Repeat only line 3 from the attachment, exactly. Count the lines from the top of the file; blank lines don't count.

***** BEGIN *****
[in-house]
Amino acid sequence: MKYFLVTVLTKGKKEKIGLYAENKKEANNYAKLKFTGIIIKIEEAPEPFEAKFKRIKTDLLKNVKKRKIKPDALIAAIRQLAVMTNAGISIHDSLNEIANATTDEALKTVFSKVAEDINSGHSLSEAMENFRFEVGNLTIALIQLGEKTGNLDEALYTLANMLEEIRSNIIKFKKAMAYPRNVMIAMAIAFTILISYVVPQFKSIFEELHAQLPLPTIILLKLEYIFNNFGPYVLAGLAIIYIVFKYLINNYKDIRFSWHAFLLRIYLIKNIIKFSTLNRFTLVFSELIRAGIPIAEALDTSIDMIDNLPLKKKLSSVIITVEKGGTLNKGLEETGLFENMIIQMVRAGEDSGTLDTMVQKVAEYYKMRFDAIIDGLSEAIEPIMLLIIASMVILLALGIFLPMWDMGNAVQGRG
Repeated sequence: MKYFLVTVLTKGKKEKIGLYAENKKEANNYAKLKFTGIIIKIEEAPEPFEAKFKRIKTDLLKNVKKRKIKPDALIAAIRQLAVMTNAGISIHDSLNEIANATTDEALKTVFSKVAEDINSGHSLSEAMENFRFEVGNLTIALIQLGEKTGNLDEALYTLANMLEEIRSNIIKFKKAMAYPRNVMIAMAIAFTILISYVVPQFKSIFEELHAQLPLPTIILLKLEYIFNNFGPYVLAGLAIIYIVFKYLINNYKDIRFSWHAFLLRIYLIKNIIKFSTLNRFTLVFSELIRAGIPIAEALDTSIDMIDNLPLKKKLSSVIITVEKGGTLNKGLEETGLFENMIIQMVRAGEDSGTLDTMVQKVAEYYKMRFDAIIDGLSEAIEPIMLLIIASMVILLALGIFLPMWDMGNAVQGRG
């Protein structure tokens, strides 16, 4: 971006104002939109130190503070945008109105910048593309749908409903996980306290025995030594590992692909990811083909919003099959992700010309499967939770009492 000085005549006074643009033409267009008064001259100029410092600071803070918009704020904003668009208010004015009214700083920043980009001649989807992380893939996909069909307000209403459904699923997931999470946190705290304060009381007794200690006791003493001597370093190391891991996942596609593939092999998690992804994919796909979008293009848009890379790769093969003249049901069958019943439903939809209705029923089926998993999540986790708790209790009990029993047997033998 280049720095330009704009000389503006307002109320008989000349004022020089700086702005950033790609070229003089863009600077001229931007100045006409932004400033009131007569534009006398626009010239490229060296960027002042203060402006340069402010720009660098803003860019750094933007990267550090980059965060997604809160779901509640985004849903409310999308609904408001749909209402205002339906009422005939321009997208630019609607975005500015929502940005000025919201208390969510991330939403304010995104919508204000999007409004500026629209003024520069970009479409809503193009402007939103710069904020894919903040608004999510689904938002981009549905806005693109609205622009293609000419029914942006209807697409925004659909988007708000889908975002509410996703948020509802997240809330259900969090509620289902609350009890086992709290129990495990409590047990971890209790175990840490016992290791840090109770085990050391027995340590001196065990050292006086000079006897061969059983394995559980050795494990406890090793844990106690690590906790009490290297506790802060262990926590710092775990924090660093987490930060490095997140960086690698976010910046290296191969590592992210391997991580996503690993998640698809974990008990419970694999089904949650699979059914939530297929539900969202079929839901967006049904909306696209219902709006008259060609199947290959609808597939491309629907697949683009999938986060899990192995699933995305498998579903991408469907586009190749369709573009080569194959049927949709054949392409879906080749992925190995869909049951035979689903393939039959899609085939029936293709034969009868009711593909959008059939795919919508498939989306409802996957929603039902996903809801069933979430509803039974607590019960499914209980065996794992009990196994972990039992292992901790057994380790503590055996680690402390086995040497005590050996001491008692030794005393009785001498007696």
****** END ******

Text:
Repeated sequence: MKYFLVTVLTKGKKEKIGLYAENKKEANNYAKLKFTGIIIKIEEAPEPFEAKFKRIKTDLLKNVKKRKIKPDALIAAIRQLAVMTNAGISIHDSLNEIANATTDEALKTVFSKVAEDINSGHSLSEAMENFRFEVGNLTIALIQLGEKTGNLDEALYTLANMLEEIRSNIIKFKKAMAYPRNVMIAMAIAFTILISYVVPQFKSIFEELHAQLPLPTIILLKLEYIFNNFGPYVLAGLAIIYIVFKYLINNYKDIRFSWHAFLLRIYLIKNIIKFSTLNRFTLVFSELIRAGIPIAEALDTSIDMIDNLPLKKKLSSVIITVEKGGTLNKGLEETGLFENMIIQMVRAGEDSGTLDTMVQKVAEYYKMRFDAIIDGLSEAIEPIMLLIIASMVILLALGIFLPMWDMGNAVQGRG